Companies should focus on processes that require moving content through multiple steps, people, and departments. The more documents and interaction points, the better. Look for processes with lots of manual, repetitive tasks or that involve people outside the company: customers, vendors, partners.
Often you’re solving a case management problem. A case is opened; content is collected, shared, and reviewed; a resolution is reached and documented; and the case is closed. These use cases benefit from centralized information access and better process control and tracking. Correspondence management is another popular use case category.
Q: Can you give some specific examples?
Sure, they’re all over the enterprise: employee onboarding, supplier credentialing, incident resolution in a call center. Think about the process of activating a new customer or the review, approval, and distribution of marketing assets.
That’s the horizontal view. From a vertical perspective, we’re working with healthcare trusts to enhance the flow of patient information across the care continuum. In the financial services industry, conversations center around loan origination and fraud management. Insurers want to speed up underwriting and claims processing. For government organizations, there are opportunities to improve the handling of citizen inquiries, FOIA/FOI requests, law enforcement cases, and more.
Q: What advice do you have for enterprise architects who want to improve information flows?
TIP #1: Give content the attention it deserves. Business solutions typically focus on databases and line-of-business apps. All too often, content is treated as an afterthought and content stores become dumping grounds. Yet so many business processes revolve around content. Bringing content into the work context is a great opportunity to deliver more value to the business.
TIP #2: Make content smarter. Enterprise Architects who want to build the next generation of business solutions should use metadata and artificial intelligence to contextualize content. This is how you intelligently drive a process so that the right information gets to the right person at the right time. For more on content modeling and metadata, see Leverage the Data in Content.
TIP #3: Get ECM and BPM teams talking to each other. Most ECM projects have a process component, and many BPM projects have a content component. A joined-up approach is the best way to support a modern business and technology architecture.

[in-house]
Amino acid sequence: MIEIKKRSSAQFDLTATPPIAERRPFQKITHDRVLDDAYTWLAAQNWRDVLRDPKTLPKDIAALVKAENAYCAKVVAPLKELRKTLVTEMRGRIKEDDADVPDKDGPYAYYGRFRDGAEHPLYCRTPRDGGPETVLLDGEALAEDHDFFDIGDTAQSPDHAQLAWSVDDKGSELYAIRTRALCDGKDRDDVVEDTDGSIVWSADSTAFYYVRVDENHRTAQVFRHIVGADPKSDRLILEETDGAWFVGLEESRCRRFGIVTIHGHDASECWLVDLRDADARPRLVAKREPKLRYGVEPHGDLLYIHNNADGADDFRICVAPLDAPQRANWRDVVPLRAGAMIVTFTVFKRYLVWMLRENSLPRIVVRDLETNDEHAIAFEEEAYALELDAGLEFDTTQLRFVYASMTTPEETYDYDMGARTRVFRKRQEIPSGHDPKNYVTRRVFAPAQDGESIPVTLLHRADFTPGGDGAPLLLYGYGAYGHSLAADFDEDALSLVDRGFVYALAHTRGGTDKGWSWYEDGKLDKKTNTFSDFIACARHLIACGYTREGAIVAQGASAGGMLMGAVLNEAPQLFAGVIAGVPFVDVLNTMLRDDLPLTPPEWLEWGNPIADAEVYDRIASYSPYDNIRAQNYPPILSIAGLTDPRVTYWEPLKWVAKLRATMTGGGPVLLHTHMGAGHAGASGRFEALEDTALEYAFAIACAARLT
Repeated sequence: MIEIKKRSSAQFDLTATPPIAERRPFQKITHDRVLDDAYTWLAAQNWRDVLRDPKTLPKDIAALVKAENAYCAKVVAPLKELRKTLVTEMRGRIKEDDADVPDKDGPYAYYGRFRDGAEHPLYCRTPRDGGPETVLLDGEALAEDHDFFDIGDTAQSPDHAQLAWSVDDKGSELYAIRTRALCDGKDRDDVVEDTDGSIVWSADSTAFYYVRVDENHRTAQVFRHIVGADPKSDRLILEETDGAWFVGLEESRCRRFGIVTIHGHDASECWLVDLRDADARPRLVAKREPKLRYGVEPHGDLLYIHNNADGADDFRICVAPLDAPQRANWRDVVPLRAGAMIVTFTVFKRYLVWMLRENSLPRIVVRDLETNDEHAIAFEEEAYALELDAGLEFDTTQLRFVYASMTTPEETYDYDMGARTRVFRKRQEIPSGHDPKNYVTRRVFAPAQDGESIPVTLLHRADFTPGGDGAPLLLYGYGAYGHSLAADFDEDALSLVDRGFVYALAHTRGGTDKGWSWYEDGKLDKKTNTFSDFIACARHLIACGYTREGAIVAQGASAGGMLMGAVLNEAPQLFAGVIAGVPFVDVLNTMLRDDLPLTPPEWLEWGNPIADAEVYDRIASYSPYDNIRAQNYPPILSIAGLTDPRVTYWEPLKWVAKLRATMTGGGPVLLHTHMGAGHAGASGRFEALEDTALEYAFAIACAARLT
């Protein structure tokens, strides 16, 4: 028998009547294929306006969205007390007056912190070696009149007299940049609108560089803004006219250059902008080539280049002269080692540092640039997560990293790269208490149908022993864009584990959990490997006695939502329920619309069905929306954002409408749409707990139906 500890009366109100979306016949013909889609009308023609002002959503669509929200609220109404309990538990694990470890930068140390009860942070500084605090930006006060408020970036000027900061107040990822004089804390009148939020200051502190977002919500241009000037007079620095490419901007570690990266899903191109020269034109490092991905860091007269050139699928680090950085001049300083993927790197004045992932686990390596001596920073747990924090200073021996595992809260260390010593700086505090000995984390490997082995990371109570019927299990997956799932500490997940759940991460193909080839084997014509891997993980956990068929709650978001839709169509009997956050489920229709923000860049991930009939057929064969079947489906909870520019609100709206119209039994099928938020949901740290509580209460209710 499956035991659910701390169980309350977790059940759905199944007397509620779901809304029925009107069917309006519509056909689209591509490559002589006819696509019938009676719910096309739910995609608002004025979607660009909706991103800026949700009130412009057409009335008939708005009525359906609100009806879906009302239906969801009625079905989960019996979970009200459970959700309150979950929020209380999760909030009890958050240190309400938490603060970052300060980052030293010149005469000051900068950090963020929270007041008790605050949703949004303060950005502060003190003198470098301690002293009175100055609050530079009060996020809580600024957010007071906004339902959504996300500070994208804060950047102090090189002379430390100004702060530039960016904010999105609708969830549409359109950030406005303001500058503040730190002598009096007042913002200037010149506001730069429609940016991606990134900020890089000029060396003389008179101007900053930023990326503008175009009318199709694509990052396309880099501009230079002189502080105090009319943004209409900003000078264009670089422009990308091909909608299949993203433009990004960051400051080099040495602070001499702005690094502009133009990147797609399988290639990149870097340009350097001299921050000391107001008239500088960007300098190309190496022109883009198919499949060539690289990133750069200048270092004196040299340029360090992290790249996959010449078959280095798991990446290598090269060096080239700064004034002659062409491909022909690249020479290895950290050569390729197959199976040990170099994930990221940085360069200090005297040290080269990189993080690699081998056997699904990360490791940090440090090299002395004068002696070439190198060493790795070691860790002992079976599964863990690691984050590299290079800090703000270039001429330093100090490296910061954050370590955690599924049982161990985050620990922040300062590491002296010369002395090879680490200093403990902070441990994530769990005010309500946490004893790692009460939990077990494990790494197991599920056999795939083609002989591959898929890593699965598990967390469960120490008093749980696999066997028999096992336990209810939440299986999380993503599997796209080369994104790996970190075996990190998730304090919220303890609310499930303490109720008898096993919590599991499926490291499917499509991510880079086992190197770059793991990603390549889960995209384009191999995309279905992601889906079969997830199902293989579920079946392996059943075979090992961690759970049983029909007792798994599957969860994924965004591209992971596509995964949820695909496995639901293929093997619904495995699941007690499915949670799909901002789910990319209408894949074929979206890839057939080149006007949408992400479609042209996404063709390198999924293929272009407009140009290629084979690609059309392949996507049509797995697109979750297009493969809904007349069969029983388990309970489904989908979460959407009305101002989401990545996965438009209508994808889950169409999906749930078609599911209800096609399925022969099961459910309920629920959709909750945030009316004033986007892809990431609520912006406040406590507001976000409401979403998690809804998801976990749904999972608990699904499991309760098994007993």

7 Steps to Improving Information Flow
- Inventory Content Silos
Compile a list of disconnected content storage locations and systems across the enterprise. Understand what’s in each “silo” and the business processes the content is used in. Are you spending good money storing content that doesn’t add value to the business? How can you activate that content so that it moves through one or more processes? There are a variety of tools that automate the discovery and classification of content.
- Map Information Flows
Diagram the major information flows in your organization. Map information flows from end to end—across the entire customer journey, for example—and include any external partners. Identify the intersection points between departments and processes, and note where the disconnects, delays, and dead ends are. These are the impediments to fast, efficient information flow.
- Prioritize a Problem to Solve
Is there an information flow that’s critical to a department or digital transformation initiative? What matters most to the business and its future strategy? Consider the difficulty of the fix versus its potential impact. If you can, start small for a quick win and then iterate. It’s a good idea to break complex processes into smaller component pieces to reduce risk and accelerate results.
- Align with Business Goals
Tie the project to business outcomes. Will a streamlined information flow save time or money? Increase capacity or employee productivity? Reduce exceptions, error rates, or inconsistencies? Perhaps the solution improves customer experience or regulatory compliance, or enables a new way of working. Agreeing on metrics and goals like these will help you secure a budget and buy-in from the business.
- Engage Users in Solution Development
Start solution design with users, not an architectural blueprint. Sit down with users; watch their work process and how they interact with content. What systems do they use? What workarounds have they improvised? What slows them down or wastes their time? Taking a user-centric, design thinking approach will reveal what the solution can automate, eliminate, and simplify to improve information flow. Learn more about design thinking in the Prioritize User Experience habit.
- Address Compliance Requirements
Most processes—and the content that flows through them—have compliance requirements. Identify what’s needed in terms of records declaration and management, process tracking and auditability, and security and compliance controls. Aim for “invisible” information governance and embed these capabilities in the solution from the get-go. For more on information governance, see the Build-in Information Governance habit.
- Build on an Open, Integrated Platform
Accelerate solution delivery and time to value with a next-generation platform that fully integrates process, content, and governance services. This will be months faster than stitching together several best-of-breed products. An open platform makes it easier to orchestrate information flows between systems. Closed or proprietary products just perpetuate process and content silos.